Philosopher, physician, moralist and biographer of Greek origin, Plutarch was born around AD 46. A respected great man of his time, he made the link between Greece and Rome - of which he became a citizen - and distinguished himself among others with his Parallel lives, comparative biographies of famous men. His moral works inspired many of his historical plays for Shakespeare. Plutarch died in Thebes in 120 AD. J-C, and will become an important source for ancient history.
Plutarch, Platonic student
Born around 46 in the village of Chéronée in Boeotia, probably from a good family, the young Plutarch went to Athens around 65, where he attended the science and philosophy courses of the Platonic Ammonios. The latter, a highly respected scholar at the time, became a reference for Plutarch, who cited him regularly in his work. At this time, Nero himself is in Greece, and Plutarch is said to have accompanied his master and the emperor to Delphi.
The future philosopher then left for Alexandria to complete his training in medicine. He returns to Chéronée, ready to fulfill illustrious missions.
Citizen of Athens and Rome
His training completed, Plutarch was entrusted with important missions by his fellow citizens. He must first go to Achaia, to the proconsul, then, in 78, he is in Rome mandated by Chaeronea and other Greek cities. We are then at the end of Vespasian's reign. It was during this trip that he met his friend L. Mestrius Florus (Roman historian), with whom he visited the tomb of Otho (of which he will write a Life) in Brixellum. In Rome, where he stayed several times, he learned Latin and gave lectures and lessons which earned him success and esteem.
Returning to Greece after traveling from Rome to Asia, his reputation made, he became a citizen of Athens, in the Leontis tribe. Plutarch then obtains the same honor of Delphi, where he is priest of Apollo around 100, then epimelet of the Amphictions, under the reign of Trajan. He also created a private academy where he mainly taught ethics, in the form of lessons and discussions. His wife Timoxene gave him five children; the eldest of four boys died as a teenager, the youngest at a young age and the only girl at the age of two. These mournings inspire him a consolation to his wife.
Emperor Trajan played an important role in Plutarch's career, as he gave him the consular ornaments. In the meantime, he became a Roman citizen thanks to his friend Florus - whose gentilice he took. Mestrius- and to a relative of Trajan, Q. Sosius Senecio (consul in 99, 102 and 107), before acceding to the equestrian order. Plutarch ended his career as procurator in Achaia for Emperor Hadrian, of which he was said to have provided part of the instruction. He died around 120, in Thebes, at an advanced age for the time, respected by all, after having founded a large family.
A scholar with many skills, Plutarch is first and foremost a moralist philosopher. For the historian, it is especially useful for his biographies collected in the Parallel lives, written from around 100. He insists that these are biographies, not Stories, marking the difference by the nature of the reported facts. Plutarch thus seeks what seems significant to him, a negative or positive exemplarity, to draw the portrait of his illustrious men. These Lives are intended to be read orally. They are about fifty, of which forty-six are "parallels", among which: Alexander / Caesar, Demosthenes / Cicero or Lysander / Sylla.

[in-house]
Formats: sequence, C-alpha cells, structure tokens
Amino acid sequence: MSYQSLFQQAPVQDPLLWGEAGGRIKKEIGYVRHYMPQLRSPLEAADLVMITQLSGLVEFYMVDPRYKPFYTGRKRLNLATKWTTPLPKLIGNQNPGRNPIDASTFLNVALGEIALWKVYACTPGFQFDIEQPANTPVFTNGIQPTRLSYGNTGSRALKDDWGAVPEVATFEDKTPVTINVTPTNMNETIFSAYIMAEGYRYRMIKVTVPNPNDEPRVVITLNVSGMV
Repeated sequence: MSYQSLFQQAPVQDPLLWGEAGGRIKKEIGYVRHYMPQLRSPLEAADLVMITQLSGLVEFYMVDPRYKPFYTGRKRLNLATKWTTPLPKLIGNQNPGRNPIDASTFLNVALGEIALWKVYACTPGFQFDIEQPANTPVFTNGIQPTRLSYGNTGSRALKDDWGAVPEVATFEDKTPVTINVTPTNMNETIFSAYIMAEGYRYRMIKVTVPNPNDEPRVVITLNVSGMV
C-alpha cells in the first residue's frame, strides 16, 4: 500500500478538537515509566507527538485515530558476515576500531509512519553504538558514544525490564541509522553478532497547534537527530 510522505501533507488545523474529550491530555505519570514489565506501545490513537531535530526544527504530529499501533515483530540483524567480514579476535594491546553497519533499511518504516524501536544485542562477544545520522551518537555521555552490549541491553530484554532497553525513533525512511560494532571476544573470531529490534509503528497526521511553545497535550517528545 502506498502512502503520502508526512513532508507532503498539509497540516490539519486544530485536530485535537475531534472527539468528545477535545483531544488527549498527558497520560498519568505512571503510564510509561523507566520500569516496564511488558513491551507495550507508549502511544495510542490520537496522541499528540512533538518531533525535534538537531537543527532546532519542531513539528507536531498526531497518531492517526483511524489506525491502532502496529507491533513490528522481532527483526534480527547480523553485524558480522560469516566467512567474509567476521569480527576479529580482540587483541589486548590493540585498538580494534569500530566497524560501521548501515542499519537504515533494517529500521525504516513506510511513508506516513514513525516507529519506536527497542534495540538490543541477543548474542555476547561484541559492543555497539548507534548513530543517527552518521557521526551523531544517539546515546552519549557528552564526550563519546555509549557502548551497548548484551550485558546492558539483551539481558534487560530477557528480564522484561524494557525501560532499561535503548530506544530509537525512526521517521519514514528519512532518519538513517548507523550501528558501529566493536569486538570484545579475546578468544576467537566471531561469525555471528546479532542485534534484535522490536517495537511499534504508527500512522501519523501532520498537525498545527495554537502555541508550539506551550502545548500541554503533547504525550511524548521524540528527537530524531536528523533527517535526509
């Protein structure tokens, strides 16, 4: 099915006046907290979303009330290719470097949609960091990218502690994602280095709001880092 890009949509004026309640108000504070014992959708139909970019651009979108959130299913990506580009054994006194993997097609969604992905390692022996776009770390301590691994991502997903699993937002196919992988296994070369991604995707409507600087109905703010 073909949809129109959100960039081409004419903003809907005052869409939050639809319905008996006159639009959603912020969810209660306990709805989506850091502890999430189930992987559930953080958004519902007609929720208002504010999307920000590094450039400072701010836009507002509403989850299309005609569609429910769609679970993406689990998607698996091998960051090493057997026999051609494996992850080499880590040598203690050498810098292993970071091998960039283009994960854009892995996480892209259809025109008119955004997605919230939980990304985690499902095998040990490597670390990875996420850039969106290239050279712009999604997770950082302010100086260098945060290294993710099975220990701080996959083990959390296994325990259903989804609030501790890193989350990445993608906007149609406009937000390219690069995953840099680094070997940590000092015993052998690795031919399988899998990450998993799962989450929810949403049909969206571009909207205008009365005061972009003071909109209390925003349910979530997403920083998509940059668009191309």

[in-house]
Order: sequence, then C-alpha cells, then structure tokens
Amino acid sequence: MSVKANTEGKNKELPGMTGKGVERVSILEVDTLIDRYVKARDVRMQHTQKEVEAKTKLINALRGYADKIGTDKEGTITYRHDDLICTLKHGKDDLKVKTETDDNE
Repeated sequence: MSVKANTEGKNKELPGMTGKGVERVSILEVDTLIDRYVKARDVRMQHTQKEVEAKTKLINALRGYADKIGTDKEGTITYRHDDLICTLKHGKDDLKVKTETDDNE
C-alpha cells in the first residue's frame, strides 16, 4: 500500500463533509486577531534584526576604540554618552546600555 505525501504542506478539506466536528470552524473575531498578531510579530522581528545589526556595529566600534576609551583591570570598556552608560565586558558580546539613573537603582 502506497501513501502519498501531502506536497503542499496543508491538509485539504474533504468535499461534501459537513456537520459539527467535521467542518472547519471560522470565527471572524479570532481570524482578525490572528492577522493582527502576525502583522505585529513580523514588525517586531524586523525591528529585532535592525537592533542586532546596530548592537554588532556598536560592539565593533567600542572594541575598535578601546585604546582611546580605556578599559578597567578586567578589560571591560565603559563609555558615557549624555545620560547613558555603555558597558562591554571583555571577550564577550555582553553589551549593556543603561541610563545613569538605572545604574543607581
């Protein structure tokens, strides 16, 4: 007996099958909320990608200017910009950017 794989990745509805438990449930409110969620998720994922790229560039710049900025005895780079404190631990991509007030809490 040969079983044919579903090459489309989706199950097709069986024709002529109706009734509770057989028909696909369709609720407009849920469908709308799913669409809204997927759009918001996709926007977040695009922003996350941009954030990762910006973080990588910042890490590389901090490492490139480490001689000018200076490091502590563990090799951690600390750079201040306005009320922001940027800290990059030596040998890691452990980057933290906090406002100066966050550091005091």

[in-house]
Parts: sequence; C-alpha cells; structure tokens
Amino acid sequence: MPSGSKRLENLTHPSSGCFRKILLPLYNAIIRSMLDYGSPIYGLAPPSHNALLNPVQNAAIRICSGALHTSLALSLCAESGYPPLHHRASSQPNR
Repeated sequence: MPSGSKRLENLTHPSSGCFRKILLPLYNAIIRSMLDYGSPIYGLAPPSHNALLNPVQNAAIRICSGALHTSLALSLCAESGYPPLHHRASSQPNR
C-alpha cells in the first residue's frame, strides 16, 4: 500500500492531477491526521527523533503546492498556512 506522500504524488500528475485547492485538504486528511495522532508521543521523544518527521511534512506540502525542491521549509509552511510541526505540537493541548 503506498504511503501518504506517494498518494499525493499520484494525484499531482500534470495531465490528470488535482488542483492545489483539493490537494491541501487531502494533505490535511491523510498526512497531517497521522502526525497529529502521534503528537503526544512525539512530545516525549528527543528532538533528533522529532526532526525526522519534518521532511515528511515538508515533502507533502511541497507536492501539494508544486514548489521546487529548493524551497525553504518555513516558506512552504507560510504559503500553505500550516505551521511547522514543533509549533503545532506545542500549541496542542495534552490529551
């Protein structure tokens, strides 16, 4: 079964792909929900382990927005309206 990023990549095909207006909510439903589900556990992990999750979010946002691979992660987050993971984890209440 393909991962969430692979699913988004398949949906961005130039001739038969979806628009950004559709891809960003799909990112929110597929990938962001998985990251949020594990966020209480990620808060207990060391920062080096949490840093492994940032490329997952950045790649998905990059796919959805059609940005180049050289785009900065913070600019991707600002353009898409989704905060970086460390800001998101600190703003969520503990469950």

Plutarch also stands out for his method. He uses literary sources, of which he makes a careful critical study. On the other hand, he seems to have had some difficulties in Latin, which leads him to make some mistakes, on Livy for example. The Parallel Lives are of historical interest but above all constitute portraits or character studies. Plutarch pursues a moral aim; in the Life of Timoleon, he compares the life of great men to a large mirror "that I look at to try in some measure to regulate my life and to conform it to the image of their virtues". He recalls the greatness of the two peoples, Greek and Roman, and calls for reciprocal esteem, even if Greece remains preeminent for him. He is thus one of the first to consecrate the existence of a Greco-Roman civilization.
A late posterity
During his lifetime, Plutarch seemed to enjoy only a fame limited to his province. In the following centuries, while it was appreciated by the Byzantines or the first fathers of the Church, it was almost devoid of fame in the West, like many other Greek authors, and was not rediscovered until the Renaissance. Machiavelli admires him, as does Erasmus who translates several of his treatises. William Shakespeare draws his inspiration from his Parallel Lives to compose certain tragedies, such as Coriolanus, Julius Caesar or Anthony and Cleopatra.
The posterity of Plutarch is immense. Its translation by Jacques Amyot (1513-1593), by order of François Ier in 1542, was finally published in 1559. Plutarch influence and was then praised by Bacon, Rabelais, Montaigne or Rousseau. His work influenced certain revolutionaries, such as Jules Michelet who was one of his last great admirers. It is today an important source for ancient history.
- Plutarch, Parallel Lives, trad. F. Hartog, Gallimard, 2002.
- J. Boulogne, Plutarch in the mirror of Epicurus, Presses Universitaires du Septentrion, coll. “Philosophy”, 2003.
- J. Sirinelli, Plutarch of Chéronée, Fayard, 2000.